Like conservative-minded Catholics, evangelicals and Orthodox Jews, traditional Muslims believe homosexuality is a sin. But like other Americans, U.S. Muslims appear deeply divided over gay marriage, with 39 percent saying homosexuality should be accepted by society and 45 percent saying it should be discouraged, according to a 2011 report by the Pew Forum on Religion & Public Life.
Faraz Ahmad, the imam at the Muslim Community Center in Bloomington, said he's never explicitly told worshippers how they should vote. But he has made his support for the amendment clear at the mosque and at the Legislature, where he spoke in favor of putting the question on the ballot.
"Our stance is marriage is, and it should be, defined as a contract between ... a male and a female," Ahmad said. "These things should be intact .... preserved and protected. That will benefit society more."
In contrast, Makram El-Amin, an imam at the Masjid An-Nur mosque in north Minneapolis where Ellison worships, joined a Catholic priest and a Jewish rabbi to speak out against the amendment at an event in June.
El-Amin says he is voting against the amendment because same-sex marriage is already illegal in Minnesota and the amendment would be "overkill."
But that's not the same as endorsing same-sex marriage, he said.
"I think it's a private matter, in terms of marriage in general," El-Amin said. "My position was nuanced. In Islam, we're not proponents of same-sex marriage," he said. "That's something from our faith tradition we uphold, that institution [marriage] in that form."
Ellison also says people don't necessarily have to support same-sex marriage to vote against the amendment.
"We're basically carving discrimination into the constitution," Ellison said. "The constitution ... ought to grant and confer rights, not take them away. I think anyone's attitude about homosexuality is irrelevant. At the end of the day, it's about fundamental liberty, not whether you agree with this or not."
An awkward alliance
Lori Saroya, executive director of the Minnesota chapter of the Council on American-Islamic Relations, said Muslims are still concerned with discrimination at work, harassment at schools and other civil rights issues, but are branching out politically as their numbers grow. There are 3 million to 5 million Muslims in the United States. About 150,000 live in Minnesota, many of them immigrants from Africa and Asia. Upwards of 50,000 are registered voters in Minnesota, Muslim leaders estimate.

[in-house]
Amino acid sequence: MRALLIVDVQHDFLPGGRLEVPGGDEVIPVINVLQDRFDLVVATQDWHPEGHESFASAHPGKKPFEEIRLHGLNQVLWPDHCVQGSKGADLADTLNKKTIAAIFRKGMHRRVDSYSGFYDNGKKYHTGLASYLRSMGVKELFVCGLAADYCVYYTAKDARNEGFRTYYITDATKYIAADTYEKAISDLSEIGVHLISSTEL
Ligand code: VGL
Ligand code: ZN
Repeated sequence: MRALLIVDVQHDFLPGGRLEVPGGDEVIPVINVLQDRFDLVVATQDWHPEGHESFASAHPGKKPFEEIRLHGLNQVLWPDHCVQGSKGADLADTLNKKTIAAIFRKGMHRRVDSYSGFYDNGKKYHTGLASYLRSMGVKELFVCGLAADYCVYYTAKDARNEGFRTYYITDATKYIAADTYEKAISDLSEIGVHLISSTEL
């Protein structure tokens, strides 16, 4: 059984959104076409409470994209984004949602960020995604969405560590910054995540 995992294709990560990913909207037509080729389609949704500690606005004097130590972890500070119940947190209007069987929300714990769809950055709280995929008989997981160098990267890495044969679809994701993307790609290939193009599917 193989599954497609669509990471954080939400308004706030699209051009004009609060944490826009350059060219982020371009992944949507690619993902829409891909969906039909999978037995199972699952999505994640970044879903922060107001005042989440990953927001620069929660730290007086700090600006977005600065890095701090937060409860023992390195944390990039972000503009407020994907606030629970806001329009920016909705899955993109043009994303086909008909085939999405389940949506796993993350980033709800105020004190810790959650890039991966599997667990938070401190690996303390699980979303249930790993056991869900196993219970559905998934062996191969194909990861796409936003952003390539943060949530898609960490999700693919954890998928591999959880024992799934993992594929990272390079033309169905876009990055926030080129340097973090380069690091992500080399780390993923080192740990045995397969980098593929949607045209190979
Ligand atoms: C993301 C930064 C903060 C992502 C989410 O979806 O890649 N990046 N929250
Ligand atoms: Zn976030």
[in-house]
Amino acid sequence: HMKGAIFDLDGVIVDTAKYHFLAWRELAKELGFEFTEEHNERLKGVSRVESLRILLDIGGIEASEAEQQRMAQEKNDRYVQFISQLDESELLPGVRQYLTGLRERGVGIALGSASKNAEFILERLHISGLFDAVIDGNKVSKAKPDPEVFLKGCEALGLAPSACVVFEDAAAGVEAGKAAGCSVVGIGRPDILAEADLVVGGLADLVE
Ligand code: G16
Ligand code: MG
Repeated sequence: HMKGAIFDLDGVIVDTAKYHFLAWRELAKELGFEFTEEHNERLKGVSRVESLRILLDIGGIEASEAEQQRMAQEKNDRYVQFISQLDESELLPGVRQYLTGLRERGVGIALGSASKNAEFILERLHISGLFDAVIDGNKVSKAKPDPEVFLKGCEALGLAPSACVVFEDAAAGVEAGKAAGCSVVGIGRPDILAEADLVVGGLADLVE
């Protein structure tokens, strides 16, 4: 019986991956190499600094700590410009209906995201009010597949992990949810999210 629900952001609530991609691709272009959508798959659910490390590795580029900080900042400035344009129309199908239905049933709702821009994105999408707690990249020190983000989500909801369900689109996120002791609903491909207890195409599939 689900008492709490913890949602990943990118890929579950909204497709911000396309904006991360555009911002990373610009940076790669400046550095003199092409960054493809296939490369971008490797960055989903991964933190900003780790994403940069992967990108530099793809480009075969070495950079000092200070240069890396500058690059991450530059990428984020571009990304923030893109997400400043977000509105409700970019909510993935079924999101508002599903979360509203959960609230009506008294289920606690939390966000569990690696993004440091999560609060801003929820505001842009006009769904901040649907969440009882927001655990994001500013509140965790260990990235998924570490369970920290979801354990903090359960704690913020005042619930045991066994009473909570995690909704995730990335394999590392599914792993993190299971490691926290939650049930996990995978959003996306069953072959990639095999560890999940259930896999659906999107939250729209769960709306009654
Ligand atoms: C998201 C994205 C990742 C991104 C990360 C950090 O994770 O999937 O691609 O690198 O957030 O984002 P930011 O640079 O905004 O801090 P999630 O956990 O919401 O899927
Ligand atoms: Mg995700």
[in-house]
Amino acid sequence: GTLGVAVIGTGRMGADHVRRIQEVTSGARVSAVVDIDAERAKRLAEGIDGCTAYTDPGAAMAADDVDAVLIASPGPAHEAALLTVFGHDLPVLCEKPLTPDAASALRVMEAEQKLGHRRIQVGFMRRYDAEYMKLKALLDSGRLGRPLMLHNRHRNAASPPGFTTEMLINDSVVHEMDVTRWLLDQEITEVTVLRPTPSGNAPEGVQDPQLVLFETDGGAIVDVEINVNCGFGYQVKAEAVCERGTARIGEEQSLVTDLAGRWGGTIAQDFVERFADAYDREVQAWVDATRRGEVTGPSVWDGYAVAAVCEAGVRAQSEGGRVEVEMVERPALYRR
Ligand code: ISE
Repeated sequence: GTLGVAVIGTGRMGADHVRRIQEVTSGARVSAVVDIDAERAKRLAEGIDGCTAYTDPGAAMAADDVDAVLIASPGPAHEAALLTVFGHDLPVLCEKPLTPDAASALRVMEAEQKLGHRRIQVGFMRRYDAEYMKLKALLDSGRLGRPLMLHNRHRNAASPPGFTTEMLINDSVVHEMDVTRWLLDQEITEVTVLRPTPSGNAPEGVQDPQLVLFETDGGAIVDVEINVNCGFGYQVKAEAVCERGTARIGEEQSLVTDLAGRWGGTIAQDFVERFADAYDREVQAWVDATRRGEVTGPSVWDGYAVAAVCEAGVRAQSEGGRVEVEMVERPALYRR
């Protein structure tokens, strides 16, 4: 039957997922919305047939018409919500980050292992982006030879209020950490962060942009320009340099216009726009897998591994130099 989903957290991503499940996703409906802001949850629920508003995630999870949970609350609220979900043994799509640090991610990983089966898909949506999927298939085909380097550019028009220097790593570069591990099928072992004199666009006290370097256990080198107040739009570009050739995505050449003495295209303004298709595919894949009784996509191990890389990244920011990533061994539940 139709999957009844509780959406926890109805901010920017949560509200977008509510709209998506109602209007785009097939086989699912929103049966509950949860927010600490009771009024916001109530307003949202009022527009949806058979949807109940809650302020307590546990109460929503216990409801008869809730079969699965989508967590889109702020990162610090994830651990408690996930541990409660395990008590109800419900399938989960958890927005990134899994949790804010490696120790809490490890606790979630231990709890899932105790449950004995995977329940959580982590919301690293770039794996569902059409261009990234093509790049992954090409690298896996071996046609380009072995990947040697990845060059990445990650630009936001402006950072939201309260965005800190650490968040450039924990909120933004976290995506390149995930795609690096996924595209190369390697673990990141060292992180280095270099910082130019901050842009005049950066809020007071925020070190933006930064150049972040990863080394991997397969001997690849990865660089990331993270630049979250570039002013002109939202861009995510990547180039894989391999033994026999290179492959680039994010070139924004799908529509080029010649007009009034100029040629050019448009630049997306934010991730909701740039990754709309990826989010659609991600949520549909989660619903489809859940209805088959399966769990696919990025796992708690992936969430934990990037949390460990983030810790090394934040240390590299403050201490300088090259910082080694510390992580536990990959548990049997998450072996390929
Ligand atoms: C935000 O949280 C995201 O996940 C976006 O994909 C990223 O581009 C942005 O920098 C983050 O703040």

Many Muslims may agree with conservative groups on gay marriage, she said, but those same groups oppose them on other issues.
"I think the majority of Muslims would say the Qu'ran does prohibit gay marriage," Saroya said. "I think the problem they're facing is if they go out and support the amendment, then they're aligning themselves with the same people that ... have engaged in some of these anti-Muslim activities.
"The anti-sharia bill is a good example," she said, referring to a measure introduced in the Republican-controlled Legislature that many Muslim leaders deemed discriminatory. "It seems like it's some of the same people behind that effort that are part of this effort [marriage amendment]. So I think it's a matter of, 'Do we want to align ourselves with these people?'"
The fact that Muslims are being courted on an issue like this, Green said, "is evidence Muslims have become more accepted, more mainstream.
"Part of it is they're growing, they're becoming more numerous. Part of it is there's been some time between now and 9/11, which was a very difficult time for American Muslims.
"We're kind of moving away from that."
Rose French • 612-673-4352